Thank you to Reneé for posting about the (yes, The) One-Minute Challenge. Her creative and healthy living blog is Bendiful. Once again, my distractions get the best of me, and the decision to link this post and write off of it put everything else on hold.
It is said that a lot can happen in a New York Minute. A lot can happen in an Upstate New York Minute as well; this is true, of course, for other cities and regions as well. Our lives are hectic, and it doesn’t matter who you are and where you come from. Thoughts run round our minds constantly, and there are plenty of instances–this is especially true for the expert multitaskers–where we can push the limits and yield that feeling of being overwhelmed. It is recommended, suggested, demanded, prescribed, and/or implied that we take time off. Like me, there are many of people out there who feel anxious if they aren’t doing something. Sometimes mindless, numbing television programs just don’t cut it.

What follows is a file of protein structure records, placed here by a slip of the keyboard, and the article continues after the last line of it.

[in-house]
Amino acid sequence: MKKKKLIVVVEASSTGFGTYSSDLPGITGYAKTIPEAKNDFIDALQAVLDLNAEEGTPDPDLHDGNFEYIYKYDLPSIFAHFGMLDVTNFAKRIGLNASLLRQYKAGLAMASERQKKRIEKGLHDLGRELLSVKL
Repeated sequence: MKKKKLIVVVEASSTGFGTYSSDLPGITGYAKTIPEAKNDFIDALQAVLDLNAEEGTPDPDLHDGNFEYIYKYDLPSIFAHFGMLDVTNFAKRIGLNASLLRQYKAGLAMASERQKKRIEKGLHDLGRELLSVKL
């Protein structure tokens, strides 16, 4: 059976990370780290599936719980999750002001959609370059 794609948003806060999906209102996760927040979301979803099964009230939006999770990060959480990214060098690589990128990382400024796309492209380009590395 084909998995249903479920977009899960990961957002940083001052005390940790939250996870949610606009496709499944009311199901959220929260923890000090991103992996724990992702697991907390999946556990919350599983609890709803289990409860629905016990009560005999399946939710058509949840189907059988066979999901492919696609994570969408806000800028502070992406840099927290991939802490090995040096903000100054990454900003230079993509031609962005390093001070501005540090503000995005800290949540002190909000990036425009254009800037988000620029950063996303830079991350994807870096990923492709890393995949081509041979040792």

Meditation asks a lot, and several people may give up on this. It’s frustrating not being able to focus, or think that focusing cannot be done. Training your body and mind to feel this way is time consuming.
Reneé’s post suggests that you take a minute of your time to not think. This can be done daily, and at a specific time; consistency does help. However, if you so choose, this one-minute can be done a few times a day if need be. The important thing is to give this a try daily. As previously stated, it will be difficult at first, but once you get past the awkward preliminary stage(s), you’ll crave it more. This one minute of solitude will probably change your whole day.
Put your troubles, worries, and anxieties aside. Relax.
A lot of relaxation can happen in that minute.
Eventually and after practice makes perfect, perhaps you can expand on the one-minute requirement and possibly attend meditation classes.
You’re mind and body will thank you.